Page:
So far, I've left out tie-in novels, treating them more as merchandising more than an adaptation. Probably an unfair assessment, but it does cut out a large number of reviews as quality can vary author by author. This time around, though, I will look at a series of tie-in novels.
In 2009, ABC first aired Castle, a police procedural/murder mystery series starring Nathan Filion as the titular mystery writer who managed to cajole a ride-along with a New York City homicide detective. What could have been just yet another police procedural lasted several seasons because of the chemistry and abilities of the lead actors Filion and Stana Katic. The show is one part Moonlighting, one part Murder She Wrote and one part Law & Order.
Naturally, whenever a show becomes popular, the studio tries to make the most of it. Most shows wind up with a variety of merchandise, from backpacks and shirts with logos to action figures. However, with mysteries attracting a literary crowd and the geek factor inherent in Nathan Filion, ABC went meta.
Instead of releasing a series of novels using the characters from the show, ABC hired a ghost writer to work under the penname Richard Castle to write the books that the character Castle was researching with the homocide unit in the show. To get things truly twisted, Castle has a self-insert character, Jonathon Rook, who is a writer who had spent time with the main character, Nikki Heat who is based off Katic's character Kate Beckett, to research a story for a magazine. So, we have a fictional author writing a real book based loosely on the fictional homocide unit in the show and writing himself into the story.*
Yet, anyone who follows the show can recognize the different characters and acknowledge the differences because it's a Nikki Heat novel, not a Castle tie-in novel. At the same time, anyone unfamiliar with the series doesn't have to worry about not getting the metacharacters and can enjoy the story on its own merits, a light read that is still filled with plot twists that keeps the reader guessing whodunit until the reveal.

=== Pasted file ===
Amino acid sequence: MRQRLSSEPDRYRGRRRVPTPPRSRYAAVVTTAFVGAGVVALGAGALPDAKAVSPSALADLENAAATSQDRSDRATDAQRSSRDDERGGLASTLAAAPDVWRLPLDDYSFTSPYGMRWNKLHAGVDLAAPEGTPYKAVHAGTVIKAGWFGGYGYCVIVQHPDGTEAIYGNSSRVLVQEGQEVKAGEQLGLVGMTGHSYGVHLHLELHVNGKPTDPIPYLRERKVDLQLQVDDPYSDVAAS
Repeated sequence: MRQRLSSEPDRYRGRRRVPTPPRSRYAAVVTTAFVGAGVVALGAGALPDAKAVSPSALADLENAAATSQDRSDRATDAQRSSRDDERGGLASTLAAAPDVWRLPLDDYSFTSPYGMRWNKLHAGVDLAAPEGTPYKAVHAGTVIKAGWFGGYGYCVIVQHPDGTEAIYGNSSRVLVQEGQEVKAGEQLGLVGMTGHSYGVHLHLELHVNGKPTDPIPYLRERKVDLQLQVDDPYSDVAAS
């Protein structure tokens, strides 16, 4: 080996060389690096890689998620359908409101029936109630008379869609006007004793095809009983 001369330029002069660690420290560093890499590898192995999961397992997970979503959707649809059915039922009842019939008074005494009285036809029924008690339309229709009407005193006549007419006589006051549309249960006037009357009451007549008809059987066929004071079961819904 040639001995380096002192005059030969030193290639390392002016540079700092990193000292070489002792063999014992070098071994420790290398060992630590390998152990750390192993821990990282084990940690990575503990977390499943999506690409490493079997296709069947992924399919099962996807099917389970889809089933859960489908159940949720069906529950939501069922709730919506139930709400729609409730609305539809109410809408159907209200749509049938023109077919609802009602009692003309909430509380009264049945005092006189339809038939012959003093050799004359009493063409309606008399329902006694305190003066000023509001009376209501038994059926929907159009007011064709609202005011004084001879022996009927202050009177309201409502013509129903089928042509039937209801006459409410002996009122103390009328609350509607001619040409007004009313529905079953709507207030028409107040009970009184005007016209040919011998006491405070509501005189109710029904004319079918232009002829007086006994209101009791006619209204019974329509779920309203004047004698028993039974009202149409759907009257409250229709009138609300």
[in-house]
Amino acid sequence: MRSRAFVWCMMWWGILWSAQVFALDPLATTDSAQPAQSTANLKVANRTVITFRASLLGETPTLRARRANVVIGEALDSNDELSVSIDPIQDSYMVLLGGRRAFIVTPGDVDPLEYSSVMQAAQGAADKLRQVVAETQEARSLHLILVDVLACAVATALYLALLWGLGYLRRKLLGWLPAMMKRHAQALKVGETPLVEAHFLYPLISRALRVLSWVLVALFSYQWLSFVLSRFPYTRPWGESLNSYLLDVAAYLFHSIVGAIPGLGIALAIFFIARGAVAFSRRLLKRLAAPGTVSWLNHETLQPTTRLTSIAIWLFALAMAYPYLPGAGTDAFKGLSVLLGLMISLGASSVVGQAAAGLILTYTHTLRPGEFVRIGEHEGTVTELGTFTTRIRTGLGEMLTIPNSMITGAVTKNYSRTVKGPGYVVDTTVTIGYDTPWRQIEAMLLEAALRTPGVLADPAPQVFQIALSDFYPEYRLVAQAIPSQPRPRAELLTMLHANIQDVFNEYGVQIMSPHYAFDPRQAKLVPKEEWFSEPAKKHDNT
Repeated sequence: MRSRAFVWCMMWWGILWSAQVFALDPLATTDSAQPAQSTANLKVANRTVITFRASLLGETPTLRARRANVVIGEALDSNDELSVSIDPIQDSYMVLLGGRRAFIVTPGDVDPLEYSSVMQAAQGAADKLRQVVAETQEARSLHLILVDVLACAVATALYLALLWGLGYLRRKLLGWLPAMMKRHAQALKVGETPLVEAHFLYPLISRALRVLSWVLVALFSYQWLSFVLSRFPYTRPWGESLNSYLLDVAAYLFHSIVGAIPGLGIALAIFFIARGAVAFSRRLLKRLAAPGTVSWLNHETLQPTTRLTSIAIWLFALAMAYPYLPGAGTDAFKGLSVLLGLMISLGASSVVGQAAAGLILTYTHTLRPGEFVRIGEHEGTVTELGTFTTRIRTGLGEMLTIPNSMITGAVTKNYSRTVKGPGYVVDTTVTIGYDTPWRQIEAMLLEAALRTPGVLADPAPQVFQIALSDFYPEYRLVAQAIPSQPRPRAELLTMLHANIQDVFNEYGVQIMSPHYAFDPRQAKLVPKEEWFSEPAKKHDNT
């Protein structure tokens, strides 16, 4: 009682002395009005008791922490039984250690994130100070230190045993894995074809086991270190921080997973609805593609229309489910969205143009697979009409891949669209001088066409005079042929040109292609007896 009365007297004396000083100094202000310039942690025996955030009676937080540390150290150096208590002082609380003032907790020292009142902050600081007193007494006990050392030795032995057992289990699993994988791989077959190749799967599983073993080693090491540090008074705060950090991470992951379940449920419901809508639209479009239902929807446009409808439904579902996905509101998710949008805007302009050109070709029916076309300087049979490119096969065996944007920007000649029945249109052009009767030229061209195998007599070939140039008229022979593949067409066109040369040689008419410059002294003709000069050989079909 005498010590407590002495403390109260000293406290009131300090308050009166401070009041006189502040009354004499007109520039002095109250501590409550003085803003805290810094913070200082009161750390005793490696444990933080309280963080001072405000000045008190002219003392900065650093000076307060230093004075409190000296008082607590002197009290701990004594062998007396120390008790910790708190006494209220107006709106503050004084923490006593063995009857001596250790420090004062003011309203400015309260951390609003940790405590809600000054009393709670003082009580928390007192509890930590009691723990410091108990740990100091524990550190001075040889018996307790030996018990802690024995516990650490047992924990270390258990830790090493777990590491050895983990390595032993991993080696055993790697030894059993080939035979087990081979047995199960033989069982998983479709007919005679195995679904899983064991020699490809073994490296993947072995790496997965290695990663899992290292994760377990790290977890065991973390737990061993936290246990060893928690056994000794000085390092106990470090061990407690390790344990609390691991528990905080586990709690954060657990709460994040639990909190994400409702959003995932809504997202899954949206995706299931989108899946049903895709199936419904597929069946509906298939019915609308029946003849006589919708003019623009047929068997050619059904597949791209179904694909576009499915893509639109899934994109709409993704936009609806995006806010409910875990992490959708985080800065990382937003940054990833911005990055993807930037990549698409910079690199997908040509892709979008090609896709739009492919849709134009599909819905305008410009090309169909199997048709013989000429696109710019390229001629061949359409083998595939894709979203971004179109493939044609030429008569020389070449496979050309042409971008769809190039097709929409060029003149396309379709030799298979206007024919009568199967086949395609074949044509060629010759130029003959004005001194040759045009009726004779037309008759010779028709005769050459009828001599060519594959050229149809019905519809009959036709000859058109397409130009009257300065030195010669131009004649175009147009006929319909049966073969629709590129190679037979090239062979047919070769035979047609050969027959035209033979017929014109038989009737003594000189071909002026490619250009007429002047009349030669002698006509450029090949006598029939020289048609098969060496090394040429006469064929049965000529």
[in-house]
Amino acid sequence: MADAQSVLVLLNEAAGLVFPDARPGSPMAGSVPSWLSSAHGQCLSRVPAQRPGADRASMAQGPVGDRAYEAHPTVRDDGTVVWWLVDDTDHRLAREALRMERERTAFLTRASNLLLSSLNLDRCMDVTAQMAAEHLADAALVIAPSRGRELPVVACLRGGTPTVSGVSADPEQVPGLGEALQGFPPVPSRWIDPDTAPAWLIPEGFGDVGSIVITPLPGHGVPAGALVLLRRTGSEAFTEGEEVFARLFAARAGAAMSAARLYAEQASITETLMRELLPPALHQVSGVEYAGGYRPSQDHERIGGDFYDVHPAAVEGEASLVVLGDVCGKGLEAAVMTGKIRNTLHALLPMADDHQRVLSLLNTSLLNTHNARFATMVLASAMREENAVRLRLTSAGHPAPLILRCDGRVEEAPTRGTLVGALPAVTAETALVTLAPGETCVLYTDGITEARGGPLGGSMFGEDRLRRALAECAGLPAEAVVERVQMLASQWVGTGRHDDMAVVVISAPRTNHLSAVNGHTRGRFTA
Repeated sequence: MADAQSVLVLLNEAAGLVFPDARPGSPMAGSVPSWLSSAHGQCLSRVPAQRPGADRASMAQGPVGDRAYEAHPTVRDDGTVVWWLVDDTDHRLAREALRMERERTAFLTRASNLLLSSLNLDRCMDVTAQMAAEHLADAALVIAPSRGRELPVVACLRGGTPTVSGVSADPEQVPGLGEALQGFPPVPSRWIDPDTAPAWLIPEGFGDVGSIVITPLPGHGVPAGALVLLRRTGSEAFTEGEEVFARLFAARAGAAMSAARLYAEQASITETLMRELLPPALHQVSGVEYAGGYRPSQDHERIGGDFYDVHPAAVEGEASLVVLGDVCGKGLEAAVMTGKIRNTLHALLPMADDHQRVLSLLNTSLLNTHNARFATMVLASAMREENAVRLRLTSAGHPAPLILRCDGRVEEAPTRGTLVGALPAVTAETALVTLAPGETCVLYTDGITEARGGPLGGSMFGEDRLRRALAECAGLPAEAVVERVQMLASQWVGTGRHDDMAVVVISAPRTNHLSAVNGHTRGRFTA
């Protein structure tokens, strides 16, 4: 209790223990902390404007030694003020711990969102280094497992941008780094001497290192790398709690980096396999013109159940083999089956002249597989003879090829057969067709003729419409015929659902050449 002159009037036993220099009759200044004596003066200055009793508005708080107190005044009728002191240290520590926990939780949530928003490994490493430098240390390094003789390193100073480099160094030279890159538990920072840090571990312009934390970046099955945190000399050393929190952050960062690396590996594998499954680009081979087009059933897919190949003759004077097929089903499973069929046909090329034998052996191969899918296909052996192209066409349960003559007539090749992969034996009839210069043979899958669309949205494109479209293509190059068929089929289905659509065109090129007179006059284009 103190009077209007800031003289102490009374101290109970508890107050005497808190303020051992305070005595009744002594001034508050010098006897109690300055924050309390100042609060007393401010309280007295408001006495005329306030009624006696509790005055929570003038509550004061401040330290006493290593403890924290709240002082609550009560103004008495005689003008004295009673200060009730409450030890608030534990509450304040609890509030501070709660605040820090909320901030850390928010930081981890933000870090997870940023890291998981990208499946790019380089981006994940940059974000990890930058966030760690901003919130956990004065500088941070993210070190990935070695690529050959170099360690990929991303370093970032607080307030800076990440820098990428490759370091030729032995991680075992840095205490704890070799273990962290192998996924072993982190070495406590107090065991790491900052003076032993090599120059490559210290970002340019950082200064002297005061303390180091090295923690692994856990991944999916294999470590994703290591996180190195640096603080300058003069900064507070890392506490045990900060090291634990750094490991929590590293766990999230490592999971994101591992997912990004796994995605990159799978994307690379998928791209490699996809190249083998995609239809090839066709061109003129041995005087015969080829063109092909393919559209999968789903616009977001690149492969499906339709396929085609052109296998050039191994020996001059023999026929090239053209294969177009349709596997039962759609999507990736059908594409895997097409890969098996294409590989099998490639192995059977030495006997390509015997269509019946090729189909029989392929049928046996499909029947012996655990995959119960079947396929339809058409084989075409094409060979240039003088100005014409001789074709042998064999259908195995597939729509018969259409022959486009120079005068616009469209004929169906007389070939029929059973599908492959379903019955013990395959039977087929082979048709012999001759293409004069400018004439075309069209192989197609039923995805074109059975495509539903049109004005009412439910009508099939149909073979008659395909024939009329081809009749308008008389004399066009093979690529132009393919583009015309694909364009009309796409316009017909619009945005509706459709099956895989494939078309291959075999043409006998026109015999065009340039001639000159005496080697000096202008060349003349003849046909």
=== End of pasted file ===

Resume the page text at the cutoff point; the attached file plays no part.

So, how successful is the book, in terms of an adaptation? On one hand, technically, it's not a Castle tie-in novel. It uses a fictional fictional character** created in-universe. Characters line up but aren't one-to-one matches. At the same time, the meta levels of the characters from the show shine through, leaving no doubt about which character is which. The humour of the series comes through, even when dealing with murder. And, it's a fun read. The author (the real one, not the guy on the back cover, unless Filion is the real one***) had a deft touch while writing, making sure that the characters from the series were seen through the character Castle's eyes. It looks like the writer took the time to get to know the characters in the show and applied that knowledge, and, as seen many times in this column, that seems to be the key element into making a successful adaptation.
Next time, something far less meta.
* And this doesn't even include the author's bio on the back page, complete with photo.
** Math-wise, it'd look like "fictional (fictional character)" if that helps parsing.
*** Which would start creating a meta-black hole.